Europeans saw Africans, native Australians, Pacific Islanders, and others as primitive savages plagued by war, poverty, disease, and ignorance. The sense of duty to “civilize” the nonwhite peoples of the unindustrialized lands ranged from genuine religious and humanitarian concerns at one end of the spectrum to snobbery and arrogance at the other. Some Europeans wanted to spread Christianity while others
wanted to prove that the nonwhite peoples were inferior beings. Many believed that administration of the nonwhite people by European governments would keep the savages safe from tribal warfare.
Would You Believe?
Darwin's theories appalled the religious community because his theory of evolution appeared to contradict the Biblical account of creation.
Many Europeans justified the expansion into Africa and other unindustrialized areas by calling the moves “social Darwinism.” Charles Darwin (1809-1882) built upon an already-existing theory called evolution. In his shocking books On the Origin of the Species (1859) and The Descent of Man (1871), he outlined his take on evolution and natural selection. He maintained that species that are weaker tend to die out and species with superior traits tend to survive, hence the idea of “survival of the fittest.” Contemporary Europeans applied this idea to imperialism. They pointed out that the stronger species, Europeans, would eventually overrun or stamp out the inferior species, the nonwhites, simply by laws of nature. These Europeans saw imperialism as part of the natural order of things.
“Remember that you are an Englishman, and have consequently won first prize in the lottery of life."
—Cecil Rhodes, demonstrating the typical European sense of superiority during the nineteenth century.
India under British rule serves as a perfect example of such ideology. The British followed the Portuguese into India in the 1600s, but had more staying power. The powerful British East India Company succeeded in subjugating India in its entirety by the mid-1800s. Indians tried to get rid of the oppressive British for centuries, having one last go at it in 1857 and 1858. The British put down the Great Rebellion and continued to rule India. A tiny detachment of Brits administered the government there. They were elitists who considered the Indians inferior just as other Europeans thought of Africans. The British did bring some improvements to India, including some education and massive miles of railways. However, except for a few Indians who worked as government officials, the majority of the Indian population saw no change in their quality of life.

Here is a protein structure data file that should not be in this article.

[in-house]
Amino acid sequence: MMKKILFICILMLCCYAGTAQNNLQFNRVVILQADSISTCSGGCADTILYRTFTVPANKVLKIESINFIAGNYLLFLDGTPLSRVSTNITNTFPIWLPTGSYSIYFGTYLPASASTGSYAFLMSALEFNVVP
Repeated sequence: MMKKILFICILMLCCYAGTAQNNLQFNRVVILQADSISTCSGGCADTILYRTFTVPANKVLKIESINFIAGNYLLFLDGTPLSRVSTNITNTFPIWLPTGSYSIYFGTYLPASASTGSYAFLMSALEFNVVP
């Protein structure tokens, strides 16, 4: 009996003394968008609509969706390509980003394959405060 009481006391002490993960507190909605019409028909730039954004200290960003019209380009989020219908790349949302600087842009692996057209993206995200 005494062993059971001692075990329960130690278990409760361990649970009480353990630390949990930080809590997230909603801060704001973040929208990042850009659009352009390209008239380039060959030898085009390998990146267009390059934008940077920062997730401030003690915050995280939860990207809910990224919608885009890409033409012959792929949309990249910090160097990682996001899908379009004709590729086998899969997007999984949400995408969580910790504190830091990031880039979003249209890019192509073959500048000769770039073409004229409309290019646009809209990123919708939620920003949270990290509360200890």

The Land Grab in Africa
Colonization of Africa occurred relatively late in the nineteenth century for the most part. The French had settlers in Algeria earlier in the century, as did the British and Dutch in South Africa. The Dutch were in South Africa first, but the British took it from them. After 1850, the descendants of the Dutch in South Africa, called Boers or Afrikaners, declared their independence from Britain. Portugal had a few holdings along the African coast.
Would You Believe?
It was during the scramble for African land that the dark side of new imperialism really showed. For example, during the Battle of Omdurman in 1898, as the British dominated Sudan with the machine gun, the British suffered about 50 deaths and 500 wounded while the Sudanese lost 10,000 men, with 15,000 wounded and 5,000 taken prisoner.
Aside from those European-dominated areas, Africa remained free from European rule until about 1880. After 1880, the European powers fell into a feeding frenzy and tried to gobble up as much African land as they could. Twenty years later, the whole continent “belonged” to Europe. The British grabbed South Africa, Rhodesia, Egypt, Sudan, Uganda, Nigeria, the Gold Coast, and some smaller states. Included in the British takeover was the violent Boer War against the Boers. The French ended up with Madagascar, French West Africa, the Ivory Coast, Morocco, Algeria, and French Equatorial Africa. The Italians managed to hang on to Libya and parts of Somalia, while the Germans clung to Cameroon, German East Africa, German Southwest Africa, and Togo.
Belgium got the Belgian Congo, which they ruled ruthlessly. Ethiopia and Liberia managed to maintain relative independence, although Italy would attempt to colonize Ethiopia in the twentieth century. As the land grab unfolded, nations picked sides, worked together, plotted against others, and basically created a diplomatic nightmare that eventually would lead to heated rivalries and showdowns.